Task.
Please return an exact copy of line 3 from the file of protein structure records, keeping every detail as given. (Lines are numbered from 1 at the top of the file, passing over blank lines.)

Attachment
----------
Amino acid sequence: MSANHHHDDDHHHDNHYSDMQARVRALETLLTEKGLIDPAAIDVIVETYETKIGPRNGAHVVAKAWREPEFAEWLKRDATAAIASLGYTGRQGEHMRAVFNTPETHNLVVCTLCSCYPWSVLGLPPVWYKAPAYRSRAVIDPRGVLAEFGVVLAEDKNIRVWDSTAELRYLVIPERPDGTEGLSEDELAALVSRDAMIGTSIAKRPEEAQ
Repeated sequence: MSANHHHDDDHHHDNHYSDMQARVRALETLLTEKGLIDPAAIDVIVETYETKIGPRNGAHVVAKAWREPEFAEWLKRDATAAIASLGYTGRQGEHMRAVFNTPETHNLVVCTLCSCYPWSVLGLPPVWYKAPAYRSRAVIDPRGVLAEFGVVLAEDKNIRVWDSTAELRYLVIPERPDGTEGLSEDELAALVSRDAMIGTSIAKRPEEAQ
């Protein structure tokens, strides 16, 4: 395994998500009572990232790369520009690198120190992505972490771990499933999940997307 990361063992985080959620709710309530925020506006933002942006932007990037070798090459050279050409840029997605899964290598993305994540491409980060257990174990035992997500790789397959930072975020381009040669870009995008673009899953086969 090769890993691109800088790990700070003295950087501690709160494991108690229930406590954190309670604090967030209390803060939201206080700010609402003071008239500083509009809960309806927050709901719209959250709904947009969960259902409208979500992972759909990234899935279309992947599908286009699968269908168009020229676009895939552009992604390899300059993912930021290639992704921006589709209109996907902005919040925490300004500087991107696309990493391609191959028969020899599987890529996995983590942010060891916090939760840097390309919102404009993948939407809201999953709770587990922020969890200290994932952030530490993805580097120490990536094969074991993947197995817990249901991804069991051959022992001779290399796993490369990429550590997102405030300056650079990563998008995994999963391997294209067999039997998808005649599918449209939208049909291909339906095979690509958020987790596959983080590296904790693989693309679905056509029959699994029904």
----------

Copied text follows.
């Protein structure tokens, strides 16, 4: 395994998500009572990232790369520009690198120190992505972490771990499933999940997307 990361063992985080959620709710309530925020506006933002942006932007990037070798090459050279050409840029997605899964290598993305994540491409980060257990174990035992997500790789397959930072975020381009040669870009995008673009899953086969 090769890993691109800088790990700070003295950087501690709160494991108690229930406590954190309670604090967030209390803060939201206080700010609402003071008239500083509009809960309806927050709901719209959250709904947009969960259902409208979500992972759909990234899935279309992947599908286009699968269908168009020229676009895939552009992604390899300059993912930021290639992704921006589709209109996907902005919040925490300004500087991107696309990493391609191959028969020899599987890529996995983590942010060891916090939760840097390309919102404009993948939407809201999953709770587990922020969890200290994932952030530490993805580097120490990536094969074991993947197995817990249901991804069991051959022992001779290399796993490369990429550590997102405030300056650079990563998008995994999963391997294209067999039997998808005649599918449209939208049909291909339906095979690509958020987790596959983080590296904790693989693309679905056509029959699994029904």